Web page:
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Are You There God? It's Me, Randi...

You may think it's Practice, but you're already there

Book cover: Judy Blume, Are You There God? It's Me, Margaret. Tween girl's face, eyes gazing heavenward.
One of the classic book's many cover designs.

One of my favorite books of all time is the Judy Blume classic, Are You There, God? It's Me, Margaret. It's about a tween girl trying to understand life while waiting to get her first period, something I remember being highly concerned about, as well, when I was that age. But the book was about more than just Margaret, engaging character though she is. It was also about the power of writing, its ability to communicate experiences from writer to reader.

To wit, Margaret has a grandmother whom she meets at Bloomingdale's for a day of shopping (also one of my most favorite activities as a girl). Her grandmother arrives in a green pantsuit and "lots of green eyeshadow to match." That magical phrase has stuck in my mind for-evah and made me fall in love with Grandma from the first read. I can feel the creamy, mint-green eyeshadow slathered across her slightly crepey lids. In my mind she also wears a particular shade of lipstick, an almost natural-looking pink color that glows with metallic frost. Her shoulder-length hair is light blond from a box and flips up at the ends. She looks Grandma-glamorous, not farcical, in my mind, an older woman with aplomb and verve.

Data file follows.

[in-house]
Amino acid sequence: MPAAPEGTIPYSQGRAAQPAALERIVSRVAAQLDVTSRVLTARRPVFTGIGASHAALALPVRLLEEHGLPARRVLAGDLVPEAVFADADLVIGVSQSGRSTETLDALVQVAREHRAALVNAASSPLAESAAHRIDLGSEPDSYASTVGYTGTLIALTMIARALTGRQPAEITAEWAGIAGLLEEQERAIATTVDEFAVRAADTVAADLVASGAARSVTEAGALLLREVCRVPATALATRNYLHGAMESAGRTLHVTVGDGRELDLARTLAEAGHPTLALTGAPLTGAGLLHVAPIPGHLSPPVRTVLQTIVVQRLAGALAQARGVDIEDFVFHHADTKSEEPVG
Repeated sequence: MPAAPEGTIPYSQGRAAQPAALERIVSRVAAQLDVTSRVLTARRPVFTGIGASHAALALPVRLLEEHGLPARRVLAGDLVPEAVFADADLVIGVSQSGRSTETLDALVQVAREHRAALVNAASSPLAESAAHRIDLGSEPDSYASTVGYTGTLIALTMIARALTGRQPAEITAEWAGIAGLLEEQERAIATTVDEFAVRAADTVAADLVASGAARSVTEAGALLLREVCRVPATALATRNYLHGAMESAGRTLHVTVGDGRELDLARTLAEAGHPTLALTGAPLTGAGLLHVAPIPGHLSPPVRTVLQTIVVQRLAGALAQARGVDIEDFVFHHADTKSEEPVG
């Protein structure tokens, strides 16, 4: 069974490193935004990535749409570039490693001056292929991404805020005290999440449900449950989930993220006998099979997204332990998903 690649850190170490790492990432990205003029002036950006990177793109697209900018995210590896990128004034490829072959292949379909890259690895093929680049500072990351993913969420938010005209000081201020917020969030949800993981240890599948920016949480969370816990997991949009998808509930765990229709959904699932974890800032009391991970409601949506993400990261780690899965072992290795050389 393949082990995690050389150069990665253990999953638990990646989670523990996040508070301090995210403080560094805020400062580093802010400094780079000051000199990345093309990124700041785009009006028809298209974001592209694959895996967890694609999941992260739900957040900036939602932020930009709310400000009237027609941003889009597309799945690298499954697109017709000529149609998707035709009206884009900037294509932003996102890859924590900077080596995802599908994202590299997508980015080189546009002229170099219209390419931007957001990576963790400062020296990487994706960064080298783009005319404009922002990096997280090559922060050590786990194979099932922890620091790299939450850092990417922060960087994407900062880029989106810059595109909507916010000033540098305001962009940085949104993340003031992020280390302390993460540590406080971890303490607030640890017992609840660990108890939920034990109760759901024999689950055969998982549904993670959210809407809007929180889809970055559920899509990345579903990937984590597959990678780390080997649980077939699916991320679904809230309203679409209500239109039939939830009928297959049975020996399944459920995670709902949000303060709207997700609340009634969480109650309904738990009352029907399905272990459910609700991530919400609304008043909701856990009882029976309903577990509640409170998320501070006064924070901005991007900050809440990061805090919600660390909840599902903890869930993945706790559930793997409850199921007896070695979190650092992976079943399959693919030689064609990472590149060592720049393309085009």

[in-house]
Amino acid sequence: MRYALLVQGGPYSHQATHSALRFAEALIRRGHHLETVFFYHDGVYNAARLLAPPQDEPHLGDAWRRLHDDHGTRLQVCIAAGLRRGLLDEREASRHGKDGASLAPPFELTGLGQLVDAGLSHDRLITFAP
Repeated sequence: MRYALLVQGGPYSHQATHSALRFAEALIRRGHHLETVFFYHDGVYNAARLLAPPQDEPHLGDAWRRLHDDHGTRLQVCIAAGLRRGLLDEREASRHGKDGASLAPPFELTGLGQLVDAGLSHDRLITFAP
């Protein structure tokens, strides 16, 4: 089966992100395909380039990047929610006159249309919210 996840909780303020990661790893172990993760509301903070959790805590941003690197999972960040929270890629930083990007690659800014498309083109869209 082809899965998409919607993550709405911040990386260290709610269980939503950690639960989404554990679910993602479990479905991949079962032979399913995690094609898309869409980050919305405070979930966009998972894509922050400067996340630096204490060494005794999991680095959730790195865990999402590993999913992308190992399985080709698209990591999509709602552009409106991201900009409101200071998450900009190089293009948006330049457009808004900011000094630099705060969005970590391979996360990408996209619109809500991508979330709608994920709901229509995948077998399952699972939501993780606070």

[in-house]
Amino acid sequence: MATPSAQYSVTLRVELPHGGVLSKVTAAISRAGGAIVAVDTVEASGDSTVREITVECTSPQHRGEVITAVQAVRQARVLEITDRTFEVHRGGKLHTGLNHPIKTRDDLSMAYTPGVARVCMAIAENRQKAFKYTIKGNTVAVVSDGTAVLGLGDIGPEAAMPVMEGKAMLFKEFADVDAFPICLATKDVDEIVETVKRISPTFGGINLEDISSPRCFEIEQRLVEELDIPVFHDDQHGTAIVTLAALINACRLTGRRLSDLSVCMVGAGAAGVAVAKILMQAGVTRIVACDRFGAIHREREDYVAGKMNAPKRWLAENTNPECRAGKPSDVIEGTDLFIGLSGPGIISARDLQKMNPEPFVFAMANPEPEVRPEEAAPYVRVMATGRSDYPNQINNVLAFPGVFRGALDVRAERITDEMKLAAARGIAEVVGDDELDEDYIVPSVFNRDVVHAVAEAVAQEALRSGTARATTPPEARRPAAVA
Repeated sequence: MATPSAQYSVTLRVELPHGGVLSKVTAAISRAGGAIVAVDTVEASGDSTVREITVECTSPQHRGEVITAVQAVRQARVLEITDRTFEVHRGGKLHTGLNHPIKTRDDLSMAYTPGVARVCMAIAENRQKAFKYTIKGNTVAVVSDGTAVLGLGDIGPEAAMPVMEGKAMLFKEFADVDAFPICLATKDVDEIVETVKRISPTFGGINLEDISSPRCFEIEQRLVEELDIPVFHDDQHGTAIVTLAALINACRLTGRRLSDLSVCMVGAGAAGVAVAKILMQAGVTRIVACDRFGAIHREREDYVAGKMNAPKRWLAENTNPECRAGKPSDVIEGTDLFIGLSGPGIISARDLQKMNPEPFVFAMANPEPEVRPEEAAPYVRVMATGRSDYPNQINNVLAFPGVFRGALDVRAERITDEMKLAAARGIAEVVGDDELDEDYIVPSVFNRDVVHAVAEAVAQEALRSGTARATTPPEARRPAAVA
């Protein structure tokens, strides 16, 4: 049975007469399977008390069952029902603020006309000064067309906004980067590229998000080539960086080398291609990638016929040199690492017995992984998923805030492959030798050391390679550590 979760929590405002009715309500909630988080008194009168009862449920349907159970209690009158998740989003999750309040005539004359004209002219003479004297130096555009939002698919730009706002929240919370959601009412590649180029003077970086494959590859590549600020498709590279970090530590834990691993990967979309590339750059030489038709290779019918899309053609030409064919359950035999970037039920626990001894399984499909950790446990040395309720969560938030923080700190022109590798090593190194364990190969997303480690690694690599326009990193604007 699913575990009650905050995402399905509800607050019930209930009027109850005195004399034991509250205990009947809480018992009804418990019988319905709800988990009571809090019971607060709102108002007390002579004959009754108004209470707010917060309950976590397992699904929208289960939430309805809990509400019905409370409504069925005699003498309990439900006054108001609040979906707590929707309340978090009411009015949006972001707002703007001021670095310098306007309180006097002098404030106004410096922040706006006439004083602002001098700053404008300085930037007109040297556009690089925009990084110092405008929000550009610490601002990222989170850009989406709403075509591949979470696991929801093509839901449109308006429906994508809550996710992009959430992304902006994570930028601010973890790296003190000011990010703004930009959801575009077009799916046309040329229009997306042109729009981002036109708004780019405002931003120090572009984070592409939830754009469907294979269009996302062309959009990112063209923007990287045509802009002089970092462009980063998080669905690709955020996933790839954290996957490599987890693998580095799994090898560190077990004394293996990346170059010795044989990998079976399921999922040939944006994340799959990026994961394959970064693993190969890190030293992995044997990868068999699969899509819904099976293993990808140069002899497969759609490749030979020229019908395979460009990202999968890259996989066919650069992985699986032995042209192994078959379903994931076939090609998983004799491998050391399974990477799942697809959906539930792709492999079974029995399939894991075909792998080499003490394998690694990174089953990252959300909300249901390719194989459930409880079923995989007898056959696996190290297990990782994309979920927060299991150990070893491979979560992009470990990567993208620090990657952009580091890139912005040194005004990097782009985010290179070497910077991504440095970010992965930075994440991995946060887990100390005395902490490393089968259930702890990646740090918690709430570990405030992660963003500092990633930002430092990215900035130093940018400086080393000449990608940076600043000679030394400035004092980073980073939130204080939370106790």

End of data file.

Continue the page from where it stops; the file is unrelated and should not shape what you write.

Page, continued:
Blue eye with mint green eyeshadow.
Grandma's minty-green lids.

Blume's use of the word, "lots," paints a vivid picture of her character. She tells us so much with so little. I can't remember exactly what Margaret and her grandmother do on that shopping trip. It may just be a lunch date. But my image of Grandma is so clearly wrought, and Blume's phrase has never left my mind.

In the same book, Margaret, along with her schoolmates, has been assigned a year-long research project. A topic unique and personal to each student, the project is due at the end of the school year. Margaret has spent her year considering the interfaith nature of her family. One parent, her mother I think, is Christian, her father, Jewish. (I think the grandmother with the delicious eyeshadow was the dad's mother.)

Again, Blume creates an indelible image with her words. At the end of the school year, the other students lay "thick booklets" on the teacher’s desk, full of what we imagine to be deeply researched academic subjects. Margaret turns in "a letter," in which she has written her conclusions about what religion means to her. As I read the scene, I heard the crisp "T's" in the word, "letter," in contrast with the aurally heavy "thick booklets," an artful distinction that has also stuck in my brain since the first time I read the book. The words express Margaret's brittle confidence in her project, mirroring her fragile sense of self.